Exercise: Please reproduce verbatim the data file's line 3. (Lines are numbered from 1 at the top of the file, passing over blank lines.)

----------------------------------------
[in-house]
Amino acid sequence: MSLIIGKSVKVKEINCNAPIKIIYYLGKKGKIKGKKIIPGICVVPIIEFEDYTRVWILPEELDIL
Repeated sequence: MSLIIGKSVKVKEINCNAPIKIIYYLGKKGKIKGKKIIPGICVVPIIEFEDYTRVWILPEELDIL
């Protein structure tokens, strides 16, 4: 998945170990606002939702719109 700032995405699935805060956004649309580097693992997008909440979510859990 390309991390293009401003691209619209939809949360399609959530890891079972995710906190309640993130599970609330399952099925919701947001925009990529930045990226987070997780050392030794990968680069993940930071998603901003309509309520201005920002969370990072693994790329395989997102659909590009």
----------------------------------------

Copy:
Repeated sequence: MSLIIGKSVKVKEINCNAPIKIIYYLGKKGKIKGKKIIPGICVVPIIEFEDYTRVWILPEELDIL